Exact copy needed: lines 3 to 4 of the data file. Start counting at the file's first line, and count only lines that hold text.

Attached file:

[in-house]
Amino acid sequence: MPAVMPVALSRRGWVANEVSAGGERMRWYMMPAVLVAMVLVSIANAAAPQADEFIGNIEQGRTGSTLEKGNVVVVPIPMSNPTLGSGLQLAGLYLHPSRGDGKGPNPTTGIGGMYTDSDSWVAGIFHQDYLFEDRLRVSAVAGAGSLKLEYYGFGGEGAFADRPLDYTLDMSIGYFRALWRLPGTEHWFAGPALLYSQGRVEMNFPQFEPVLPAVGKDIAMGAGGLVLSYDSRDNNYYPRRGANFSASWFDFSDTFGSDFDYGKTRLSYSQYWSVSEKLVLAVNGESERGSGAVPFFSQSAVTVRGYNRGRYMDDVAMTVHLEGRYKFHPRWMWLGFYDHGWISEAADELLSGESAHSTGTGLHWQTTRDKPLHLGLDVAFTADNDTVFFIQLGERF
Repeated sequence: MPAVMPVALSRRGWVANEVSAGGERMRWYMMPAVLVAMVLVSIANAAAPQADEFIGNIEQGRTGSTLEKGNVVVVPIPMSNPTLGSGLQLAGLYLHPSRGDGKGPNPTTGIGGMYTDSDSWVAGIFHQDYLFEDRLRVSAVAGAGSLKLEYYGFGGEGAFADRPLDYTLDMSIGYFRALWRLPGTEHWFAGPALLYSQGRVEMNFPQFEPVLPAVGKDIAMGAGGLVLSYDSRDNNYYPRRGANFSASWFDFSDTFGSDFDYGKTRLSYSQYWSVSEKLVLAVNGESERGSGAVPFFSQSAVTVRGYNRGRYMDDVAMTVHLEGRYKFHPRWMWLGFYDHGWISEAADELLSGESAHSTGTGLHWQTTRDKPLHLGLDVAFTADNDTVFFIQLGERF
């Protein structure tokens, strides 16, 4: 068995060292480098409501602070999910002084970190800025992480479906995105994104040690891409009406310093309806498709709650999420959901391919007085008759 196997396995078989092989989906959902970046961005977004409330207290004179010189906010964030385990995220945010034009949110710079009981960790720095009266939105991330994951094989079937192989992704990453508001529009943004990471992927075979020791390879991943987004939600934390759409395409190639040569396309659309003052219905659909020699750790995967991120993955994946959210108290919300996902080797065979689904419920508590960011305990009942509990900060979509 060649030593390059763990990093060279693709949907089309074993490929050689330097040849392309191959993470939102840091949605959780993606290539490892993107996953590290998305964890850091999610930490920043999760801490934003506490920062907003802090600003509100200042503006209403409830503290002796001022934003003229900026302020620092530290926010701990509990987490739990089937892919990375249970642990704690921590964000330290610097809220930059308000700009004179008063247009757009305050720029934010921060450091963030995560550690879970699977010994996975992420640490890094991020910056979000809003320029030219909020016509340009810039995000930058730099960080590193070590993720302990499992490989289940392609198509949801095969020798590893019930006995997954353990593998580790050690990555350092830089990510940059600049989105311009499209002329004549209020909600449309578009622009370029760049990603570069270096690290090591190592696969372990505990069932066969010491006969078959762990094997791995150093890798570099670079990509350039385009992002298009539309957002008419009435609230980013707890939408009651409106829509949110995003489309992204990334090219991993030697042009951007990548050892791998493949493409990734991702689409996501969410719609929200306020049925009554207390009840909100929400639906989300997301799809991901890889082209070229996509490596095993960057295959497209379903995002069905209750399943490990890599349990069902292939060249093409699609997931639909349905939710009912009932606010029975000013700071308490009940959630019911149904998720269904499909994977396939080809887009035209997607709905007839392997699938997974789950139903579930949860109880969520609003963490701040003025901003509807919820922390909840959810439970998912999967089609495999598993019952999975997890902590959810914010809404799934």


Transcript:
Repeated sequence: MPAVMPVALSRRGWVANEVSAGGERMRWYMMPAVLVAMVLVSIANAAAPQADEFIGNIEQGRTGSTLEKGNVVVVPIPMSNPTLGSGLQLAGLYLHPSRGDGKGPNPTTGIGGMYTDSDSWVAGIFHQDYLFEDRLRVSAVAGAGSLKLEYYGFGGEGAFADRPLDYTLDMSIGYFRALWRLPGTEHWFAGPALLYSQGRVEMNFPQFEPVLPAVGKDIAMGAGGLVLSYDSRDNNYYPRRGANFSASWFDFSDTFGSDFDYGKTRLSYSQYWSVSEKLVLAVNGESERGSGAVPFFSQSAVTVRGYNRGRYMDDVAMTVHLEGRYKFHPRWMWLGFYDHGWISEAADELLSGESAHSTGTGLHWQTTRDKPLHLGLDVAFTADNDTVFFIQLGERF
């Protein structure tokens, strides 16, 4: 068995060292480098409501602070999910002084970190800025992480479906995105994104040690891409009406310093309806498709709650999420959901391919007085008759 196997396995078989092989989906959902970046961005977004409330207290004179010189906010964030385990995220945010034009949110710079009981960790720095009266939105991330994951094989079937192989992704990453508001529009943004990471992927075979020791390879991943987004939600934390759409395409190639040569396309659309003052219905659909020699750790995967991120993955994946959210108290919300996902080797065979689904419920508590960011305990009942509990900060979509 060649030593390059763990990093060279693709949907089309074993490929050689330097040849392309191959993470939102840091949605959780993606290539490892993107996953590290998305964890850091999610930490920043999760801490934003506490920062907003802090600003509100200042503006209403409830503290002796001022934003003229900026302020620092530290926010701990509990987490739990089937892919990375249970642990704690921590964000330290610097809220930059308000700009004179008063247009757009305050720029934010921060450091963030995560550690879970699977010994996975992420640490890094991020910056979000809003320029030219909020016509340009810039995000930058730099960080590193070590993720302990499992490989289940392609198509949801095969020798590893019930006995997954353990593998580790050690990555350092830089990510940059600049989105311009499209002329004549209020909600449309578009622009370029760049990603570069270096690290090591190592696969372990505990069932066969010491006969078959762990094997791995150093890798570099670079990509350039385009992002298009539309957002008419009435609230980013707890939408009651409106829509949110995003489309992204990334090219991993030697042009951007990548050892791998493949493409990734991702689409996501969410719609929200306020049925009554207390009840909100929400639906989300997301799809991901890889082209070229996509490596095993960057295959497209379903995002069905209750399943490990890599349990069902292939060249093409699609997931639909349905939710009912009932606010029975000013700071308490009940959630019911149904998720269904499909994977396939080809887009035209997607709905007839392997699938997974789950139903579930949860109880969520609003963490701040003025901003509807919820922390909840959810439970998912999967089609495999598993019952999975997890902590959810914010809404799934």